Anyway, I responded in more detail over at the actual site of the criticism. Which may catch Phil by surprise.

Edited by Jeffrey Overstreet

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Anyway, I responded in more detail over at the actual site of the criticism. Which may catch Phil by surprise.

Yes, thanks for the great response. I wouldn't say it caught me by surprise, because I know authors, you in particular, are online or can easily go online and dig up opinions from blogging peons like me. That's why I don't want to harshly criticize even those works I feel are written poorly. I don't want to appear to be attacking the author (or appear to be ignorantly mean-spirited). Don't mean to nit-pick.

I look forward to reading Auralia's Colors and hearing of your growing success in writing.

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Anyway, I responded in more detail over at the actual site of the criticism. Which may catch Phil by surprise.

Yes, thanks for the great response. I wouldn't say it caught me by surprise, because I know authors, you in particular, are online or can easily go online and dig up opinions from blogging peons like me. That's why I don't want to harshly criticize even those works I feel are written poorly. I don't want to appear to be attacking the author (or appear to be ignorantly mean-spirited). Don't mean to nit-pick.

I look forward to reading Auralia's Colors and hearing of your growing success in writing.

Welcome Phil.

I hope you'll browse around our little neighborhood here.

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Phil,

As a regularly blogging critic myself, I welcome criticism, and in fact Auralia's Colors has been through rigorous review by several different writers groups and about six layers of editors at Random House... so I'm no stranger to it, and I'm excited about how criticism has helped shape the novel.

So I look forward to what else you have to say about it when you read the rest of the story. I'm glad you don't mind my "showing up" on your blog.

Jeffrey

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Welcome to Snark Central! :) We're prone to the snide around here, but as a cast of characters, almost all of us show potential for redemption in the end.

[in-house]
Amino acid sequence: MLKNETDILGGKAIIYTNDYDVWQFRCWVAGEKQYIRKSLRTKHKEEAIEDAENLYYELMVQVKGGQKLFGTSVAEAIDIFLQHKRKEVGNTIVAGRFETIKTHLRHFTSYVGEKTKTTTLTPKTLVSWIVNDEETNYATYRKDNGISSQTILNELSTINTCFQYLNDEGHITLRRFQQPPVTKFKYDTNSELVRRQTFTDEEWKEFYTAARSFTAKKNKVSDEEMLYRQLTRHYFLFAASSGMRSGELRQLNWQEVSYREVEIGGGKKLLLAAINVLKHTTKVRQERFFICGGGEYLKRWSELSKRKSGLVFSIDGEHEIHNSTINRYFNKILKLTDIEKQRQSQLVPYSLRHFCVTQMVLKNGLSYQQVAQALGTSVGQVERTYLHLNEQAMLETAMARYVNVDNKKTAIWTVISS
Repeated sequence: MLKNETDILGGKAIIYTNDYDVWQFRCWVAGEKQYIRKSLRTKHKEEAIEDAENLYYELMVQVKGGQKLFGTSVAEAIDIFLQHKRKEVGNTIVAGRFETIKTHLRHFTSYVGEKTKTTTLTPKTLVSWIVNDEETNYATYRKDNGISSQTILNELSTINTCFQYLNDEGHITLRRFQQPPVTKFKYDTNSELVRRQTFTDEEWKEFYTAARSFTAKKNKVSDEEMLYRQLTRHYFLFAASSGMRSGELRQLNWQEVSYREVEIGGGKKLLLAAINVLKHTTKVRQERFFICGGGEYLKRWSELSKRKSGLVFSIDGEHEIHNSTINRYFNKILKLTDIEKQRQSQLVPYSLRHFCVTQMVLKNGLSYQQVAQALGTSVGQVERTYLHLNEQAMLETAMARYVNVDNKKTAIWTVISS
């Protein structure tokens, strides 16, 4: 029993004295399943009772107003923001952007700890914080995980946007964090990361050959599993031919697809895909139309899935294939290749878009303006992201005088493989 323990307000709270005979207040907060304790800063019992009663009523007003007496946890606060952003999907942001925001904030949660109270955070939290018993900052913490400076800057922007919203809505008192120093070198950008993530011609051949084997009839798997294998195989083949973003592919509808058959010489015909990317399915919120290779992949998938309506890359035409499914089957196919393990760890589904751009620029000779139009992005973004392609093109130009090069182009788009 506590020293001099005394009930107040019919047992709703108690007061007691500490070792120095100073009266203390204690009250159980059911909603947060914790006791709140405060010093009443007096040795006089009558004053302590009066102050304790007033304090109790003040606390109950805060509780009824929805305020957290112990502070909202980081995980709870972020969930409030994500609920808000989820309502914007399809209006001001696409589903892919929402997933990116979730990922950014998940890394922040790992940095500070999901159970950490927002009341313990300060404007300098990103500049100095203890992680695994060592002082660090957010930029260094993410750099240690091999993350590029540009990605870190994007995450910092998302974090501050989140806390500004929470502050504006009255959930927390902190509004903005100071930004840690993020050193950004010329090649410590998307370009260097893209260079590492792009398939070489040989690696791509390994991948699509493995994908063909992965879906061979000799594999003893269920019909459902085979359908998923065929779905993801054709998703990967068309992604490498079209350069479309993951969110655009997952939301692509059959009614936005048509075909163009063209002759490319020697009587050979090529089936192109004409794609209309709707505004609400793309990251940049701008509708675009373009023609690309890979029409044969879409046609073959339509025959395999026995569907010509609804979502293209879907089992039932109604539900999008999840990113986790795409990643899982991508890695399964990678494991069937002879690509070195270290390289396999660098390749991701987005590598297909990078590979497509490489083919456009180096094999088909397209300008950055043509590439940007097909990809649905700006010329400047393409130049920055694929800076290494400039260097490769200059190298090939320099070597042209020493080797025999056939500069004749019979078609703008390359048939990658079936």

Edited by Jeffrey Overstreet

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FWIW, I find the opening lines quite effective.

When I read about someone lying "still as death" while "babbling contentedly," I don't get cognitive dissonance, I get a vivid image of a babbling corpse (or discarded doll). (BTW, a discarded toy is an image I've used innumerable times coaching my children to lie still and fall asleep at bedtime: "Imagine that you're a stuffed toy that on a shelf that no one is playing with.")

As for the man not knowing her name -- the author is establishing his world and his rules. If he wants me to accept, in sentence 1, that it is significant that the old man didn't know her name, I'm more than willing to go with it until I find out why.

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For what it's worth, Phil's comment was the first time I'd ever considered whether the "still as death" line would clash with the later descriptions.

The more I think about it, the more I can see how a reader could feel a little thrown by it.

In retrospect, if that had ever come up during the discussions and critiques, I might have done something a little different to give the sensation that you approach the weedy riverbed... you see a baby lying there... your first thought its that she's dead (because she's lying still) ... and then, she starts to murmur to herself. But Auralia is prone to being enthralled by things... just "absorbing" what she beholds, being spellbound in the best sense of the word.